The editors’ commentary, placed conveniently alongside the text, provides stimulating company. Their often surprising observations are drawn from a lifetime of reading and teaching the novel. A wealth of illustrations, many in color, immerses the reader in Shelley’s literary and social world, in the range of artwork inspired by her novel, as well as in Frankenstein’s provocative cinematic career. The fresh light that The Annotated Frankenstein casts on a story everyone thinks is familiar will delight readers while deepening their understanding of Mary Shelley’s novel and the Romantic era in which it was created.


Carrot
Meant for serious scholars of this work or of any of it's peripheral texts and papers. Contains a plethora of original documents, manuscripts, film stills, paintings, and tons of Shelly's personal writings. A great book for someone who wants to dig deeper into Frankenstein than just textual knowledge.
in waiting
This book is fantastic. It's obvious that this was well researched. It is packed with in-depth notes and a lot of illustrations. The book has a thorough introduction and a timeline in the back. Frankenstein is one of my favorite books, and I will enjoy reading this version which I'm sure will provide new insight and thought to one of the greatest books ever written. This book must have been a labor of love, but one that will be treasured.
Redfury
The point of an edition like this is the annotations. On the one hand, any explanatory notes are interesting, but the notes here are disappointing on two counts. First, there aren't enough of them. There are numerous 2-page spreads with no notes at all. There are any number of interesting subjects that should get notes and don't. Second, more than half of the notes are attempts to validate the editors' interpretation of Frankenstein (which I happen to agree with). Far too many notes consist of "Look! Look! She wrote 'wretch' again!!" and "Percy changed this to 'being,' but Mary changed it back to 'wretch' in 1831." Easily a quarter of the notes show that Mary was thinking about Paradise Lost when she wrote the book. Well, duh. And yes, most people capable of reading Frankenstein only need to be reminded once or twice who Adam, Eve, and Satan are.

Getting the negatives out of the way: The quality of the book is shocking. It's easy to get used to getting beautiful books from Harvard and the Belknap Press. This isn't one of them. The notes are printed in a brown ink not very contrasty with the off-white paper and worse, the boards of my copy were so warped, out the packing box, that the cover hovers a good 10 degrees above the book. I have the book under about 20 pounds of other books in hopes that it will flatten. This is the risk of buying on-line, by the way. This copy would never have left a brick and mortar store in this condition.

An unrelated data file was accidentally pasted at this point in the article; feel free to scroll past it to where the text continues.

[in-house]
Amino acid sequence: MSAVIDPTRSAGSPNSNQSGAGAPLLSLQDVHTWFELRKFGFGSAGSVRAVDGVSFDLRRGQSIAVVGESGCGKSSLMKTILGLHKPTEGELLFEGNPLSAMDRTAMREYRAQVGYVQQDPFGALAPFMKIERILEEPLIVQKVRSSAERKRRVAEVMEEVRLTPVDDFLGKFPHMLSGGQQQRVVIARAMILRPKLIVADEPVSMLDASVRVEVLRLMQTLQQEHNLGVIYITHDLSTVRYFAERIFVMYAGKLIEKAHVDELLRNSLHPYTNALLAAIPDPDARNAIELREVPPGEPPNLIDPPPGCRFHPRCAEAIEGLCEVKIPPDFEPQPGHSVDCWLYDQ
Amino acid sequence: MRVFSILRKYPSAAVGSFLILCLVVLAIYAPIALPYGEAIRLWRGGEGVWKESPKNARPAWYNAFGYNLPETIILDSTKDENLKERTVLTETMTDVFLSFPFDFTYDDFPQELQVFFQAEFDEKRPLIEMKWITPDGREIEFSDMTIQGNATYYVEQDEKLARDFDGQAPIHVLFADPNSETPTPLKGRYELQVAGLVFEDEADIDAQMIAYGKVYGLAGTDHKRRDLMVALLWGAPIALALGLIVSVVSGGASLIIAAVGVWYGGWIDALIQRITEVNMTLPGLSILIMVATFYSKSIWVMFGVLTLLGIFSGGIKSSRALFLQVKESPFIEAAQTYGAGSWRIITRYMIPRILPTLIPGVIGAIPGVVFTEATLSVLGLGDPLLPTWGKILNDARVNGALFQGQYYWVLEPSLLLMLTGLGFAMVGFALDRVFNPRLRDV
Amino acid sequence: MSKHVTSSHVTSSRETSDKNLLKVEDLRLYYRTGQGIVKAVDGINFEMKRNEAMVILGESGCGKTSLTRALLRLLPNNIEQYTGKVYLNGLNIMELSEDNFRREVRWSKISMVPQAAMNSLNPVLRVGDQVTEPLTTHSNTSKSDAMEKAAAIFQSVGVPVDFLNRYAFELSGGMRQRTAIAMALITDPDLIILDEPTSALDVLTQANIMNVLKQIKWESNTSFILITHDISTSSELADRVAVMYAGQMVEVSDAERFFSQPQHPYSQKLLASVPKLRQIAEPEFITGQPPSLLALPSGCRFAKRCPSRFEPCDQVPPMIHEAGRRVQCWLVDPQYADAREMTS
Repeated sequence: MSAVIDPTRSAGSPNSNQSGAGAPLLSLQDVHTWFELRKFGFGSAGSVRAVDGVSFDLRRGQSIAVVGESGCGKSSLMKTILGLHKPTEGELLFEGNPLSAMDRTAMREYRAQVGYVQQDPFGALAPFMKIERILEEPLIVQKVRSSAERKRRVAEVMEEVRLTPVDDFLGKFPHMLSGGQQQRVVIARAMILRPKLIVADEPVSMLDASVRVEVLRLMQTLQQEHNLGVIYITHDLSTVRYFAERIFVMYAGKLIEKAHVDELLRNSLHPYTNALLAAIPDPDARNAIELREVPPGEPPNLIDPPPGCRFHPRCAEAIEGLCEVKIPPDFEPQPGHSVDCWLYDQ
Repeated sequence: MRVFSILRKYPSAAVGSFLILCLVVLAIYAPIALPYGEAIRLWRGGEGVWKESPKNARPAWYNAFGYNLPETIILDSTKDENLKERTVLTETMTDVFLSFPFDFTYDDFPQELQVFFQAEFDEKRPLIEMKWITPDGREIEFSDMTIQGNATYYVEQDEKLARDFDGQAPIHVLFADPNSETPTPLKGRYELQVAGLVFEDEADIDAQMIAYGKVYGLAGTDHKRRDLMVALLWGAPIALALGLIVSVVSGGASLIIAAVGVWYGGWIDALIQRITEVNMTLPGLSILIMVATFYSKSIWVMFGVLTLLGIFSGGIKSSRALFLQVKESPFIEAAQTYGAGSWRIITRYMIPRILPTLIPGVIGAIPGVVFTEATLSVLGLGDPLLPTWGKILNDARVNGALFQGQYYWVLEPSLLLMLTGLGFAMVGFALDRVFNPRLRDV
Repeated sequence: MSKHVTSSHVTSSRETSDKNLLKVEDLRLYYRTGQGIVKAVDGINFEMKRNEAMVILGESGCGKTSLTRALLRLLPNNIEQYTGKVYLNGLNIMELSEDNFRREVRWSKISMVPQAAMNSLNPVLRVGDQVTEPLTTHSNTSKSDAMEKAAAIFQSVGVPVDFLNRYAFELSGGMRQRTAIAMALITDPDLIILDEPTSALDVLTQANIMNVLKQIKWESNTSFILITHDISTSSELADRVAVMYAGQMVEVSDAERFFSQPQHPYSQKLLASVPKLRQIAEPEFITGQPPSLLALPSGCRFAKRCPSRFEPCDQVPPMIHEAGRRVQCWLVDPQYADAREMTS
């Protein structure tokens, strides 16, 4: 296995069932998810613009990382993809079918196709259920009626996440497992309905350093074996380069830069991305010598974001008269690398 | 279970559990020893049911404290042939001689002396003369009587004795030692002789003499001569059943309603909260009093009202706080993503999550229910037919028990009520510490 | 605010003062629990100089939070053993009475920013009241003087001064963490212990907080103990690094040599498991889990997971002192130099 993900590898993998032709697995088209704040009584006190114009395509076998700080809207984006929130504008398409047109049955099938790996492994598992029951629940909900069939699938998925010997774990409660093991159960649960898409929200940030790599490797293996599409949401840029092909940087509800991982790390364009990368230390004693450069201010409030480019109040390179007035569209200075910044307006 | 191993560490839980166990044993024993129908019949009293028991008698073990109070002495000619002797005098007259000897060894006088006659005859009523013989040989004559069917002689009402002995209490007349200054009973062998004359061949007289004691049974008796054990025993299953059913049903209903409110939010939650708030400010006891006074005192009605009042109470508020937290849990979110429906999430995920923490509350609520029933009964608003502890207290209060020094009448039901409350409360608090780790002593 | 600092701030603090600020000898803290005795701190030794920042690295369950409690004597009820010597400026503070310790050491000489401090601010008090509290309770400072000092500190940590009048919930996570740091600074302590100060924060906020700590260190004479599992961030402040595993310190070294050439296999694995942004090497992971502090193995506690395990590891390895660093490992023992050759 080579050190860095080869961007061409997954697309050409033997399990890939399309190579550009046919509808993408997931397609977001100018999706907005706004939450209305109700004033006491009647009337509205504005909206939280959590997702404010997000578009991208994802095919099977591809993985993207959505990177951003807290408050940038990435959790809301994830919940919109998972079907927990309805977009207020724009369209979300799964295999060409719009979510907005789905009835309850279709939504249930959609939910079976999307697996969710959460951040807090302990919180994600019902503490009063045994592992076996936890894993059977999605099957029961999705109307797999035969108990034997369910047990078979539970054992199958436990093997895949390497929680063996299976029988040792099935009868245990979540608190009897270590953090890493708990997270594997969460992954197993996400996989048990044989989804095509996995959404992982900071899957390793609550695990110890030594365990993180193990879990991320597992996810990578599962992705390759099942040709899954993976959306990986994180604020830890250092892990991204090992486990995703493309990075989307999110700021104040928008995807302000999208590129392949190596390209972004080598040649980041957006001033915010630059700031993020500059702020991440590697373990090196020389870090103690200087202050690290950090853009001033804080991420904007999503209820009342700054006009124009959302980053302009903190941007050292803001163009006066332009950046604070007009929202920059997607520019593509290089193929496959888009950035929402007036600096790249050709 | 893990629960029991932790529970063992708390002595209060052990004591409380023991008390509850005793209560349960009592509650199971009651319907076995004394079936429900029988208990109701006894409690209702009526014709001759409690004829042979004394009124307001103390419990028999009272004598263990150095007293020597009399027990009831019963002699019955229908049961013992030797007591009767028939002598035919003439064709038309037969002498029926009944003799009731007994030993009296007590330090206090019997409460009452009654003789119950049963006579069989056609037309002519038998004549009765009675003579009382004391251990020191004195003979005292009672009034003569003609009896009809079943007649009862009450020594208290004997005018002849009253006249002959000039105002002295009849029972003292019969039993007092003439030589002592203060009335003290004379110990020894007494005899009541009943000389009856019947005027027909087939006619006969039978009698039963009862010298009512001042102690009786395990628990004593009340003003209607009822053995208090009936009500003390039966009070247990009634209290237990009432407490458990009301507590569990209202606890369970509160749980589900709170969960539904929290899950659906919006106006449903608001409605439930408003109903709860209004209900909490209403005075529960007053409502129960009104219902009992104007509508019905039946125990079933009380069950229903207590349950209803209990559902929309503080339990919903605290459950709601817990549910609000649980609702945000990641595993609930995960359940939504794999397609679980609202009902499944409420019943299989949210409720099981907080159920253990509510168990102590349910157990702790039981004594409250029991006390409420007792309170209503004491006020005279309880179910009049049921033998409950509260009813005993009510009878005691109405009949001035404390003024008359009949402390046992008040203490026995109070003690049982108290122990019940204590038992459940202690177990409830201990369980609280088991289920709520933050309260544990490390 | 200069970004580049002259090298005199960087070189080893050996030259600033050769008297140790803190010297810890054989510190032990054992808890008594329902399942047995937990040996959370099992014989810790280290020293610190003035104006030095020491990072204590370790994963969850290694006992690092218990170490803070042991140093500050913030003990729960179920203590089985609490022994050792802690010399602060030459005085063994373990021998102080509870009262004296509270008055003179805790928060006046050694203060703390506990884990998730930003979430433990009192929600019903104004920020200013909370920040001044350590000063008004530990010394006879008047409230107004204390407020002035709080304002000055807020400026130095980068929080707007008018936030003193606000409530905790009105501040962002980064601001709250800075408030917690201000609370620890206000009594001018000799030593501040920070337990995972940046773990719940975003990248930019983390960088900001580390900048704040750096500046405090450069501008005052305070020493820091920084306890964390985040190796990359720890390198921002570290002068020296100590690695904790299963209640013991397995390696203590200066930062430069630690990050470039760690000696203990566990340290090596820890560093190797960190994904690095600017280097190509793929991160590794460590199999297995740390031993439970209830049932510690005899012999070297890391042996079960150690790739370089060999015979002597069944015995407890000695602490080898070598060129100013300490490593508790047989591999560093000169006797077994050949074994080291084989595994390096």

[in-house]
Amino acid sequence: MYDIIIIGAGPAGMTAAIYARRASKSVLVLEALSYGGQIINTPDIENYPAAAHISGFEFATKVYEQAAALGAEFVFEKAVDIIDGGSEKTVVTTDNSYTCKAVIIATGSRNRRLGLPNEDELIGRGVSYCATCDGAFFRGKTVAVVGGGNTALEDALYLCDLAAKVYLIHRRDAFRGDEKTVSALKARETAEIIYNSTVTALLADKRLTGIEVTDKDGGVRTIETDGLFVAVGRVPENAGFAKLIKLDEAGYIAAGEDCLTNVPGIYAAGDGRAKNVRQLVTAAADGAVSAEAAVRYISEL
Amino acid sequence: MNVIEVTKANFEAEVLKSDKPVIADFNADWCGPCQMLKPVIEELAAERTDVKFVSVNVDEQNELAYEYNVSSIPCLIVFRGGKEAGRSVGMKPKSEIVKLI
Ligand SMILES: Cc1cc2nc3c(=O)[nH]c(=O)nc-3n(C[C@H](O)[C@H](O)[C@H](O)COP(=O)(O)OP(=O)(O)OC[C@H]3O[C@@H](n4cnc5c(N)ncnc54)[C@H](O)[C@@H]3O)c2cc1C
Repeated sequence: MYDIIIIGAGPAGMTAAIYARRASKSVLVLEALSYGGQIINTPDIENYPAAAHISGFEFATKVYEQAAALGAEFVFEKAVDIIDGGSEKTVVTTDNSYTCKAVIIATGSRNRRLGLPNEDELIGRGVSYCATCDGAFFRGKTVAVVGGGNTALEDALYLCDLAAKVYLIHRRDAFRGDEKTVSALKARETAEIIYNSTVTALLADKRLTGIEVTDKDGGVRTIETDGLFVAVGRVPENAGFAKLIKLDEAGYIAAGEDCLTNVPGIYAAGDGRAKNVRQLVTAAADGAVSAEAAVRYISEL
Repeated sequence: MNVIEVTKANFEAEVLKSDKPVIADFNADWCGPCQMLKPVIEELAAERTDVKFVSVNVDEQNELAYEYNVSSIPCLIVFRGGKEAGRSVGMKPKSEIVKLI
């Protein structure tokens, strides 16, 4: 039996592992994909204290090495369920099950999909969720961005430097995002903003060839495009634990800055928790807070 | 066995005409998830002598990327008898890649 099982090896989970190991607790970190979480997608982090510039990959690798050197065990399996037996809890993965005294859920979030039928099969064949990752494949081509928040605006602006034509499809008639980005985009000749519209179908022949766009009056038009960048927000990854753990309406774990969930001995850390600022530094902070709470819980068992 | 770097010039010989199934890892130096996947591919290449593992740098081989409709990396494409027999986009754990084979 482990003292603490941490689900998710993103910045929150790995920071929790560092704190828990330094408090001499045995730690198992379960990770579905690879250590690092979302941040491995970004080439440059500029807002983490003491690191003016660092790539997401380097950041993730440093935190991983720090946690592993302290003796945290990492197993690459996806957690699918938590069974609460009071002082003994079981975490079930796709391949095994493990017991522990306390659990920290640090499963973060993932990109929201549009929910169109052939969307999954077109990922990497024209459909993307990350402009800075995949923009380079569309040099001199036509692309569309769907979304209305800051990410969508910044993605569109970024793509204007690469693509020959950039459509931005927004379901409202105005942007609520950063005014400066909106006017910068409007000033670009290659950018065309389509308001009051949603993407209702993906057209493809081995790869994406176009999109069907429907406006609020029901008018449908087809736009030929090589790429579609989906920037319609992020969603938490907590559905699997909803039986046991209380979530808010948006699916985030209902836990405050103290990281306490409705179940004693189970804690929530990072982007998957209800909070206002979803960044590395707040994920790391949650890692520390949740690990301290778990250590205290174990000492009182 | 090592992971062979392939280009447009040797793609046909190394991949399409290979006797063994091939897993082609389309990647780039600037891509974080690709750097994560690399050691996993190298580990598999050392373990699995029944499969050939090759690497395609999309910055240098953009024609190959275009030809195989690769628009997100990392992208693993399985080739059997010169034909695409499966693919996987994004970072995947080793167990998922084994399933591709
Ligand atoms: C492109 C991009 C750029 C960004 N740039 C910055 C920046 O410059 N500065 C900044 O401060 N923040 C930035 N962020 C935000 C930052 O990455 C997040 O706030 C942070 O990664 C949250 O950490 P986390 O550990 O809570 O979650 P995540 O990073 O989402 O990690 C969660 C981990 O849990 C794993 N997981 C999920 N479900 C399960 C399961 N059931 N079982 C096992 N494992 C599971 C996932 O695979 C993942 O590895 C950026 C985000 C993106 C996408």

That said, the book is an interesting read. With the editors pointing and waving, it's easier to see how distorted the story has been by its popular acceptance. We've all grown up with the idea that the monster is, well, a monster. We've had evil monsters, vicious monsters, monsters who were unfortunately given bad-guy brains. Even "Mary Shelley's Frankenstein" (which isn't, the editors remark with wry accuracy) by Kenneth Branagh gives us an evil monster. And it adds insult to injury by making the plot a "love story" (one thing it emphatically is NOT) that results in Victor trying his reanimation stunt, with predictably bad results, on the dead Elizabeth. We've had crazy Victors, criminal Victors, Byronic Victors (on the bizarre notion that because the Shelleys knew Byron, they must have worshiped him), and well-meaning Victors, but the key to Shelley's vision was the monster, and he's never had his chance to defend himself, except in the novel, where his defense is eloquent. Those few chapters in which the Creature (as the editors call him) tells his own story (however compromised by the multiple narrative layers) make him the most sympathetic character in the novel.

The Creature is presented in the novel as an abandoned child. It spends its first two years trying to make sense of a world it knows nothing about (while Shelley uses its experience to critique Rousseau on education; a matter I wish the editors had examined in more detail), to learn language without a teacher, and to find a place in a world where it is the only one of its kind and afflicted with the two unforgivable deformities of ugliness and poverty. When it tells its story, in one of the narrative Russian dolls of the novel, it has already killed Victor's younger brother, but Shelley makes the two years that lead up to this violence lead to it almost inevitably.

The novel is about the danger of science pursued without a moral foundation ("for its own sake"). The issue is not so much that Victor shouldn't have created "life," but that creating a living thing places on us responsibilities we cannot avoid. It is Victor (as he histrionically insists) who is responsible for the Creature's crimes. The Creature is "born" as a tabla rasa, with no language, no history, no biography, no morality, and no guidance, no parental foundation. Shelley makes it clear that Victor failed, as God or mother, by refusing to accept responsibility for his "monster" once it came to life. (Yes, I realize that Young Frankenstein manages to make delicious fun of even this aspect of the story.) The editorial notes elaborate on the biographical facts of Mary Shelley's life that point to this interpretation.